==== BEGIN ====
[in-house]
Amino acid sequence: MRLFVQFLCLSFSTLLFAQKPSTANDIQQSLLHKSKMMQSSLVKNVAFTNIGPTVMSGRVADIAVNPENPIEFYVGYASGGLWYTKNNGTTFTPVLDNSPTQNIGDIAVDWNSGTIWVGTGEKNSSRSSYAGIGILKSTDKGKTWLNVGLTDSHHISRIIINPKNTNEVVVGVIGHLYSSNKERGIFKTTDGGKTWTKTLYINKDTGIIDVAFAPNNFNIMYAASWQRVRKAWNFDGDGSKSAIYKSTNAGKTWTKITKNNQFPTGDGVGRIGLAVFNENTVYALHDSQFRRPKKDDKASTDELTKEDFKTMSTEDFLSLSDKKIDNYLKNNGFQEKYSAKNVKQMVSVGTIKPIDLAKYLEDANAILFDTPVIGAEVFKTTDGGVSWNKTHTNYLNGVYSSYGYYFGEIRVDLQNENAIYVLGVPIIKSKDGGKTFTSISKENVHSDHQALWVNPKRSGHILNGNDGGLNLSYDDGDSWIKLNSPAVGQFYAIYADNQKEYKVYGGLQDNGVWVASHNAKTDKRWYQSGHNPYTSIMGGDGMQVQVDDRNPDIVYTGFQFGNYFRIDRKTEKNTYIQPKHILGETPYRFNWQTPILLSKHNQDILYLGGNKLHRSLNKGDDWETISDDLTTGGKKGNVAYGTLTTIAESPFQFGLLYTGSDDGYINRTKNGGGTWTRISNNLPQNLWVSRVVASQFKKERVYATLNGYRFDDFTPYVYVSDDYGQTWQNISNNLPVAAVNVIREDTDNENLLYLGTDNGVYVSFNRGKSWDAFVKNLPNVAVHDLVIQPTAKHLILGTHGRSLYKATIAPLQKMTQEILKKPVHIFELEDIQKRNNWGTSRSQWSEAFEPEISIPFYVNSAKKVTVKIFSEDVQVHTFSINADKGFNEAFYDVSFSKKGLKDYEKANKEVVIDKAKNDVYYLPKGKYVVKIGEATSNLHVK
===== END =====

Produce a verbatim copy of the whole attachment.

[in-house]
Amino acid sequence: MRLFVQFLCLSFSTLLFAQKPSTANDIQQSLLHKSKMMQSSLVKNVAFTNIGPTVMSGRVADIAVNPENPIEFYVGYASGGLWYTKNNGTTFTPVLDNSPTQNIGDIAVDWNSGTIWVGTGEKNSSRSSYAGIGILKSTDKGKTWLNVGLTDSHHISRIIINPKNTNEVVVGVIGHLYSSNKERGIFKTTDGGKTWTKTLYINKDTGIIDVAFAPNNFNIMYAASWQRVRKAWNFDGDGSKSAIYKSTNAGKTWTKITKNNQFPTGDGVGRIGLAVFNENTVYALHDSQFRRPKKDDKASTDELTKEDFKTMSTEDFLSLSDKKIDNYLKNNGFQEKYSAKNVKQMVSVGTIKPIDLAKYLEDANAILFDTPVIGAEVFKTTDGGVSWNKTHTNYLNGVYSSYGYYFGEIRVDLQNENAIYVLGVPIIKSKDGGKTFTSISKENVHSDHQALWVNPKRSGHILNGNDGGLNLSYDDGDSWIKLNSPAVGQFYAIYADNQKEYKVYGGLQDNGVWVASHNAKTDKRWYQSGHNPYTSIMGGDGMQVQVDDRNPDIVYTGFQFGNYFRIDRKTEKNTYIQPKHILGETPYRFNWQTPILLSKHNQDILYLGGNKLHRSLNKGDDWETISDDLTTGGKKGNVAYGTLTTIAESPFQFGLLYTGSDDGYINRTKNGGGTWTRISNNLPQNLWVSRVVASQFKKERVYATLNGYRFDDFTPYVYVSDDYGQTWQNISNNLPVAAVNVIREDTDNENLLYLGTDNGVYVSFNRGKSWDAFVKNLPNVAVHDLVIQPTAKHLILGTHGRSLYKATIAPLQKMTQEILKKPVHIFELEDIQKRNNWGTSRSQWSEAFEPEISIPFYVNSAKKVTVKIFSEDVQVHTFSINADKGFNEAFYDVSFSKKGLKDYEKANKEVVIDKAKNDVYYLPKGKYVVKIGEATSNLHVK